1. BE AWARE THAT PHI IS EVERYWHERE
PHI’s incredibly broad definition (see reverse, Tip No. 1) includes many common identifiers such as name, address, birth date, and social security number if they can be associated with health data content, which is usually the case in a health care environment.
2. REVIEW OF ANOTHER PHYSICIAN’S PATIENT, REQUESTED OR NOT
Collegiality is not an exception under HIPAA. Except in formally conducted peer review or quality assurance meetings, be very careful when another physician requests that you review PHI. Unless you are a treating or consulting physician for that patient (and the medical record reflects that status) do not access PHI.
3. ACCESSING PHI WHEN NOT TREATING PATIENT
As a physician, you may find yourself in health care environments (whether physically or virtually) in which you are not treating a patient. Medical records systems may contain PHI for patients that are not yours. You may be present in a health care facility where you do not have clinical privileges. Be aware that these situations pose risk and avoid them.
4. DON’T DO IT BECAUSE OTHERS DID IT
HIPAA implementation is far from perfect. As a physician, make sure you are safeguarding PHI of your patients and not accessing PHI of patients that are not yours, even if others do so, as that will not provide you a defense.
5. AUDIO OR VIDEO RECORDING OF EVENTS
While it may not be illegal in your state to record a conversation over the phone or in person if you are a party to it (check state law), surreptitious audio or video recording in health care environments should be absolutely avoided.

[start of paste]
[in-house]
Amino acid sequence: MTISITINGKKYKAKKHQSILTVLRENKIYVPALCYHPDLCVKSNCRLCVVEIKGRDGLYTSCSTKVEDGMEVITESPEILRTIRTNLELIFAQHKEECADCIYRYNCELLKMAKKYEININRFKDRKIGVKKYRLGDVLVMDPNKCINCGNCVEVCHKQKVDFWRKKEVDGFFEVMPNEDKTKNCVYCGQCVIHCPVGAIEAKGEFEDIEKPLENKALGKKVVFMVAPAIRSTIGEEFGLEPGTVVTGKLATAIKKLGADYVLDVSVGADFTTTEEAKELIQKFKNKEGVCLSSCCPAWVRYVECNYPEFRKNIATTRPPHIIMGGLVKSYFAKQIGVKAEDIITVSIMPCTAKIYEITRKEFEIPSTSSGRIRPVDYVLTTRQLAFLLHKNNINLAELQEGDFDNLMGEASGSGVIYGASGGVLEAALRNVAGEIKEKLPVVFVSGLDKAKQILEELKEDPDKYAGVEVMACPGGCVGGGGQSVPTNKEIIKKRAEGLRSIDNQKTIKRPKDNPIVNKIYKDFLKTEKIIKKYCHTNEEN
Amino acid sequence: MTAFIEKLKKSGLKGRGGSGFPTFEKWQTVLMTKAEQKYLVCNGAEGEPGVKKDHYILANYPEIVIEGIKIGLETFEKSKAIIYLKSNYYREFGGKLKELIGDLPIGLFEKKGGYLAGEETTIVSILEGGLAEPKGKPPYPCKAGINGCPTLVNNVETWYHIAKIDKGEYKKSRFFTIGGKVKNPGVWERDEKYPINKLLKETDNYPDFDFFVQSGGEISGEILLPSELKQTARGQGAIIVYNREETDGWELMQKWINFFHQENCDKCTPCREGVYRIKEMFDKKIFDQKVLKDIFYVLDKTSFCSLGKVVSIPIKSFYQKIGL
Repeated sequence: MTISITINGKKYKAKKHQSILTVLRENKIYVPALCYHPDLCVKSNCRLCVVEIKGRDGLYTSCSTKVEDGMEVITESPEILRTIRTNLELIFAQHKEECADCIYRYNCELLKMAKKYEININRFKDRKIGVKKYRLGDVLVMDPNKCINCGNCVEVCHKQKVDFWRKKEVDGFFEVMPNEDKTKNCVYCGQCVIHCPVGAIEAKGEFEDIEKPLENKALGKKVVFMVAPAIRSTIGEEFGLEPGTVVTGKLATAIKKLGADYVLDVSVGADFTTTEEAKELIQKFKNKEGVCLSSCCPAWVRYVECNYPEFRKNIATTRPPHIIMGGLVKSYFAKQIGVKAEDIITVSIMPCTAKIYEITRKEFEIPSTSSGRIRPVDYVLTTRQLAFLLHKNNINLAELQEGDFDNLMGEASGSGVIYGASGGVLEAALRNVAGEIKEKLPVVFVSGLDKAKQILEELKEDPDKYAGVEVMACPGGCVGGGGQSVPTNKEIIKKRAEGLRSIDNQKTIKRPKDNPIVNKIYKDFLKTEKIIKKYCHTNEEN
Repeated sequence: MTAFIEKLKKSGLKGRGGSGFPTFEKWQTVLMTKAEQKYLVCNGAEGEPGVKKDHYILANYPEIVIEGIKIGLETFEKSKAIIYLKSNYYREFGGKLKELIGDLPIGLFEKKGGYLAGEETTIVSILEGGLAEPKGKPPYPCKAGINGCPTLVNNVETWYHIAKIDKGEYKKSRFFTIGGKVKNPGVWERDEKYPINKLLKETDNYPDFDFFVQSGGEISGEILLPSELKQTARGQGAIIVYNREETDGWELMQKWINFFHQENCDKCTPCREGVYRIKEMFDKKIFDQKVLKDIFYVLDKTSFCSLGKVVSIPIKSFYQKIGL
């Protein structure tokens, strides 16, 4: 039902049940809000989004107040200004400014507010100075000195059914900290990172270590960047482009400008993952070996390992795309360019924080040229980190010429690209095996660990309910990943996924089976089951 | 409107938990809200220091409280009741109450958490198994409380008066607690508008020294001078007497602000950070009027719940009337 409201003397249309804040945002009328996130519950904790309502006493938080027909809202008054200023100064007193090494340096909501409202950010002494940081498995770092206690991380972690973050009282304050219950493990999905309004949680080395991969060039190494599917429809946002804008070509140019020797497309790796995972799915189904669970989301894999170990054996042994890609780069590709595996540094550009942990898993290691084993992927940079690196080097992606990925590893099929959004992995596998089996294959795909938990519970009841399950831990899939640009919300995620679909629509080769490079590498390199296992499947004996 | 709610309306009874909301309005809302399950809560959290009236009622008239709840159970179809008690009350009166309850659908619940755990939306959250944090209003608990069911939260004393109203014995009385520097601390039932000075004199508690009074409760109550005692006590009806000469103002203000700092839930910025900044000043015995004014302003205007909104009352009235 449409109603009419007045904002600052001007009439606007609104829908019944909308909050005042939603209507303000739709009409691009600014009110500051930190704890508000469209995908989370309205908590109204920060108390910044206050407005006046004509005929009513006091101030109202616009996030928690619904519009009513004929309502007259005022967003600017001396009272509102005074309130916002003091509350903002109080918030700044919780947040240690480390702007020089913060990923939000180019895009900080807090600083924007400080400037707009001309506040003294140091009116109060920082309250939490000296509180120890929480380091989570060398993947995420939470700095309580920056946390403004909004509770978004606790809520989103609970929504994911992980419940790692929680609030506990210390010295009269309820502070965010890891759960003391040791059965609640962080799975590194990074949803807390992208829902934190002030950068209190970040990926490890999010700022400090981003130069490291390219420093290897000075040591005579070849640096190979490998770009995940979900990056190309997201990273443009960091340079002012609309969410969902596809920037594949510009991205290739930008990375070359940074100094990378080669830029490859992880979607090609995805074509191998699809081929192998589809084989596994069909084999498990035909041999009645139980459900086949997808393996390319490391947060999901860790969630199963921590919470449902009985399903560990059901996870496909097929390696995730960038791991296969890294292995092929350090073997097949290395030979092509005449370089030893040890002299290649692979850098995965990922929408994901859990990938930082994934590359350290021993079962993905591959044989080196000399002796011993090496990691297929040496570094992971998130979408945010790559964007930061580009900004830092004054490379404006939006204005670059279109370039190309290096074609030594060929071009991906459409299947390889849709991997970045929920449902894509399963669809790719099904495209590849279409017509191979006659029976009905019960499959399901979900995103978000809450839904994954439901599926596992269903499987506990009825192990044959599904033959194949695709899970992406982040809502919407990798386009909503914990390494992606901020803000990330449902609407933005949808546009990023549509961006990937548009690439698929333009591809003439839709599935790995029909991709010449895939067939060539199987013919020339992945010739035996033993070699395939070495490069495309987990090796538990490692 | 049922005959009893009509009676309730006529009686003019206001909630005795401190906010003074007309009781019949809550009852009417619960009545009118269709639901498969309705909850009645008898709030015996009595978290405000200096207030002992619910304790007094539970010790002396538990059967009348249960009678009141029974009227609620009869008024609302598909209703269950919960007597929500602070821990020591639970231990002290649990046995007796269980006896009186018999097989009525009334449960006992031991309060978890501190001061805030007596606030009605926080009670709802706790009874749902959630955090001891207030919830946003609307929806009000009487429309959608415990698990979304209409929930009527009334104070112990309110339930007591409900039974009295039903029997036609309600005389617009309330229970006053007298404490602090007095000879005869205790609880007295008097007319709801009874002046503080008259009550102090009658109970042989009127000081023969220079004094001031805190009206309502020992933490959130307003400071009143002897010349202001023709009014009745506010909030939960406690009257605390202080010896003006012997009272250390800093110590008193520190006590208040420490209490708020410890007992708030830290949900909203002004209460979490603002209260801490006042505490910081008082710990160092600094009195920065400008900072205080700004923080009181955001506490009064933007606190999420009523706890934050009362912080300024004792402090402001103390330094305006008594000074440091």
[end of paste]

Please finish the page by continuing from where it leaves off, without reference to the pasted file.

6. USE APPROPRIATE LOCKS AND SAFEGUARDS
Whether PHI is in electronic form or hard copy, it must be secured pursuant to HIPAA’s specific requirements. Hard copies should be locked in a file cabinet or desk drawer in a locked office while unencrypted electronic information should be password protected and properly safeguarded with firewalls. HIPAA compliant policies and procedures must be observed at all times.
7. MOBILE DEVICES POSE SPECIAL RISK
Physicians should strictly observe certain protocols (see www.healthit.gov/mobiledevices) with any mobile devices that contain PHI, including maintaining physical control at all times, using encryption and passwords, installing firewall and remote disabling software, using adequate security when using public Wi-Fi networks, and deleting all PHI before discarding any device.
8. FORWARDING PHI FOR BUSINESS, LEGAL, OR ANY REASONS
Attorneys, accountants, and business advisors are business associates (see reverse, Tip No. 3). If you forward PHI in any form, you must sign an appropriate BAA with them and comply with it. Also, unless an employee, any third-party/vendor who has access to PHI is a business associate, including copy services, experts, storage facilities, and other third parties. Janitorial services that “incidentally” have contact with PHI do not require a BAA.
9. FORMAL HEALTH CARE OPERATIONS (INCLUDING PEER REVIEW) ARE EXEMPTED
But a physician must operate within these formal channels and privileges by complying with all policies and procedures, and not outside of them. If you are the subject of the peer review, get the advice of a health care attorney to make sure you are able to defend yourself without violating HIPAA.
10. DON’T BE A TARGET
HIPAA violations have now become the focus of many health care entities, especially given visible public enforcement efforts and current technology that makes them easier to prove. Avoid even the appearance of HIPAA a violation and consult with a health care attorney if any issues arise.